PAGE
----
| LONDON, March 7
LONDON, March 7 Credit rating agencies
were given a rough ride by British lawmakers on Wednesday after
refusing to apologise properly for "blunders" that sowed some of
the seeds of the financial crisis.
Industry officials grilled by Britain's treasury committee
left lawmakers "unconvinced" that problems which surfaced during
the crisis have been addressed, the committee's Conservative
chairman Andrew Tyrie said.
"A number of you don't even feel you have anything to
apologise for," Tyrie told the top officials from Moody's
, Standard & Poor's, Fitch and DBRS.
Frederic Drevon, managing director at Moody's, said the
agency was "not satisfied" with the performance of its ratings
of products based on the U.S. housing market.
This was a reference to the highly rated structured
"subprime" products made up of bundled mortgages which turned
toxic as homeowners defaulted, triggering a chain of events that
led to a credit crunch and taxpayers having to rescue banks.
Dominic Crawley, managing director at S&P, said the agency
had expressed "regret" over the optimistic assumptions built
into ratings of the U.S. subprime products.
Fitch group managing director Paul Taylor said that he
"absolutely apologises" for what happened with structured
products, but saw no reason to apologise for other areas of its
business which he said did not go wrong.
World leaders agreed in 2009 that, because of the crisis,
rating agencies should be directly supervised, and also told
regulators to reduce the role of ratings in capital markets.
They are widely used by banks to calculate capital buffers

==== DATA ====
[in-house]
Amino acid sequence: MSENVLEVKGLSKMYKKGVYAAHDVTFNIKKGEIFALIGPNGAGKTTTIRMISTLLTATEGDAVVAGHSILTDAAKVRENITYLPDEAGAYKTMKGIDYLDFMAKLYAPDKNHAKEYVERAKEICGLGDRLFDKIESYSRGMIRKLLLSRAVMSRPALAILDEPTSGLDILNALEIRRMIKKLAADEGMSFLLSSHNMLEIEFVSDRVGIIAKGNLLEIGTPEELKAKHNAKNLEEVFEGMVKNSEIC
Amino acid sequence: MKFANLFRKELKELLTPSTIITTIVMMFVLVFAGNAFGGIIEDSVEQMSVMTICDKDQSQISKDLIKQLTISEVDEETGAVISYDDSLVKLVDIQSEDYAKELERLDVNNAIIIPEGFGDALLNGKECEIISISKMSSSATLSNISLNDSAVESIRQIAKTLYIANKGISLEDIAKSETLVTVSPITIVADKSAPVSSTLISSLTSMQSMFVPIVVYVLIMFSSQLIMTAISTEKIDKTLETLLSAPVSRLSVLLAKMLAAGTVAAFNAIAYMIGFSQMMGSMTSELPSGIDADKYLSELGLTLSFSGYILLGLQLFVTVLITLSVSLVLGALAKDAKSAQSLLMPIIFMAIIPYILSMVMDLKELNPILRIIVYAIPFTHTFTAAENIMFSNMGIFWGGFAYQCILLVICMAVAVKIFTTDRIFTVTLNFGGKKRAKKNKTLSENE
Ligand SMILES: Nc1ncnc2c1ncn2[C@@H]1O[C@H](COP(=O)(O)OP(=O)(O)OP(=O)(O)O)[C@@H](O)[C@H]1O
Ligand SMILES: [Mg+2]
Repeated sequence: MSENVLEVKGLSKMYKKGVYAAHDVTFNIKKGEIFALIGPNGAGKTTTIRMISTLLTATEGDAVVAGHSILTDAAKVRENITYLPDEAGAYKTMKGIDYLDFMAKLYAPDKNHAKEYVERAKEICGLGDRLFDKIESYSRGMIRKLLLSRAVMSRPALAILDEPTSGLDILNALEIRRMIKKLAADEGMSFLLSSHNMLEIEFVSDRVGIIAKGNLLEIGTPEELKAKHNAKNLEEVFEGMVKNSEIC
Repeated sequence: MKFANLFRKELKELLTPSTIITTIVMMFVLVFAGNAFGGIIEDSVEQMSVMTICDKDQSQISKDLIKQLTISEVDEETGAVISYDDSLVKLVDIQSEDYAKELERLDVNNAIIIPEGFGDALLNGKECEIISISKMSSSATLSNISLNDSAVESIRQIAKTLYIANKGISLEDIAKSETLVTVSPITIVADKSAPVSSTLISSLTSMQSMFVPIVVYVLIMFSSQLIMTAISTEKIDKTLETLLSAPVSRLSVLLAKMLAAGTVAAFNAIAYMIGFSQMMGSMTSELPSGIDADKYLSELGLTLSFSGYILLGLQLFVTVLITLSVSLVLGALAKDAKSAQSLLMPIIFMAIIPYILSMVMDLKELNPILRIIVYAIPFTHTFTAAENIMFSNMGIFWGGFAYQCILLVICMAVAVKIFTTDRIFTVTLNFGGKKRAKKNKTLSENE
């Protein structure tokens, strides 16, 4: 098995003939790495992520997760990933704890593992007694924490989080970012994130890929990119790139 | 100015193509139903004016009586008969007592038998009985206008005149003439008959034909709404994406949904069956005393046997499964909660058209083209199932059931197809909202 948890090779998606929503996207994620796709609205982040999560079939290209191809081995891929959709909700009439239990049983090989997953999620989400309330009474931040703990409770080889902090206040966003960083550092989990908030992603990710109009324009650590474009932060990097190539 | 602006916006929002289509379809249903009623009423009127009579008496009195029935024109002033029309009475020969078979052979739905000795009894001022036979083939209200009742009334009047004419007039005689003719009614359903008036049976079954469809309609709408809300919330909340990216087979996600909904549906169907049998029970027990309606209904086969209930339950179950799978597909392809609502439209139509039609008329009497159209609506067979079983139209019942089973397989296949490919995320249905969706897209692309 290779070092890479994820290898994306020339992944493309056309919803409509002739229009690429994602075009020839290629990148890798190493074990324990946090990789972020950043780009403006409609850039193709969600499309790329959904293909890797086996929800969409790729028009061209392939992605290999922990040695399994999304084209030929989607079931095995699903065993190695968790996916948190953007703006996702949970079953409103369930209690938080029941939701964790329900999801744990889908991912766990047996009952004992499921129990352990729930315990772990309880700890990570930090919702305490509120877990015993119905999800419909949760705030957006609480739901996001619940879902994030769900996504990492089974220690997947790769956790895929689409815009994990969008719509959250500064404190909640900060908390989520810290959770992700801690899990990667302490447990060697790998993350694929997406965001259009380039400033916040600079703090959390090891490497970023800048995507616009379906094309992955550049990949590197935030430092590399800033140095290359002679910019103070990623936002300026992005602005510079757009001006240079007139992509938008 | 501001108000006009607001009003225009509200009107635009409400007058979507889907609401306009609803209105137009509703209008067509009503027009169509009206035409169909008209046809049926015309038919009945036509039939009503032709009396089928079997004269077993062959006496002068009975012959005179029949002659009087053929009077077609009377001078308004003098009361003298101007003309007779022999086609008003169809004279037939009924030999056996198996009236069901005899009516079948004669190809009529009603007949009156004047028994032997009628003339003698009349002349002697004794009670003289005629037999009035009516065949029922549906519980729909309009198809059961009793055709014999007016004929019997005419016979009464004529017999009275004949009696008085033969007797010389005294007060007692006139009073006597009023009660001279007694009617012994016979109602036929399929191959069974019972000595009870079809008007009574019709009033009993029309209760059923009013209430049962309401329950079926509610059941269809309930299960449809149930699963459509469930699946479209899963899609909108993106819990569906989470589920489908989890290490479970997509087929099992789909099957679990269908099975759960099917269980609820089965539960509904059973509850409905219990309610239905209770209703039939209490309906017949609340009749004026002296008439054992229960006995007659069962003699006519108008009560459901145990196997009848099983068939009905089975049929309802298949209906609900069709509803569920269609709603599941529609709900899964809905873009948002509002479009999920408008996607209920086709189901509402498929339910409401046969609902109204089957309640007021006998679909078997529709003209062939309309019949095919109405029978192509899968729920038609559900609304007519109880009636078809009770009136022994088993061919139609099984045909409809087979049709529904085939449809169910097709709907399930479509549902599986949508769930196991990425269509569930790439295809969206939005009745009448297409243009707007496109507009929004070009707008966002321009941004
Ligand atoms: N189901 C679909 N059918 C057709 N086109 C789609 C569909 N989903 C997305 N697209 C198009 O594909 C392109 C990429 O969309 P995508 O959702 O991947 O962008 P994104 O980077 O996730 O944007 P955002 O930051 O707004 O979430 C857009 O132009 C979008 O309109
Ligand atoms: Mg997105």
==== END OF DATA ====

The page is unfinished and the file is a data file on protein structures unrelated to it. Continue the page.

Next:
and rate financial products, and by funds to base investment
The European Union is going a step further and has proposed
forcing users of ratings to rotate or switch to another agency,
after a set number of years, in a bid to encourage competition
in a sector dominated by the Big Three: S&P, Moody's and Fitch.
Alan Reid, managing director Europe at DBRS, a Canadian
agency trying to build market share in Europe, said rotation
would provide diversity of ratings, reduce risks from market
concentration and increase competition.
But S&P's Crawley said rotation would risk generating
volatile ratings when the switch took place and was a "blatant
hindrance" to normal competition.
Moody's Drevon warned rotation would allow rivals to pick up
business, irrespective of quality, and encourage "ratings
shopping" as issuers select a new agency that would likely give
them a better rating.
There was no short-term solution to boost competition,
Taylor said, adding it took Fitch years of "knocking on doors"
and heavy investment to build up market share to 17 percent,
still well behind Moody's and S&P at around 40 percent each.
Lawmakers accused the agencies of having been part of a
"racket" by playing along with the banks in giving high ratings
to the securitised products as long as the money was so good.
"Certainly not," Drevon said.
Taylor agreed there was a herd mentality before the crisis
and that Fitch had not accounted for changes in behaviour --
such as U.S. homeowners handing back the keys of their property
-- that could influence ratings.
"There is no guarantee that we wouldn't miss something again
in the future," Taylor said.
The representatives of the rating agencies were unable to
say what percentage of U.S. structured products had to be
downgraded or if people were fired for their ratings mistakes.
"It should be burned on your mind, given you got it so
wrong," said Conservative lawmaker David Ruffley.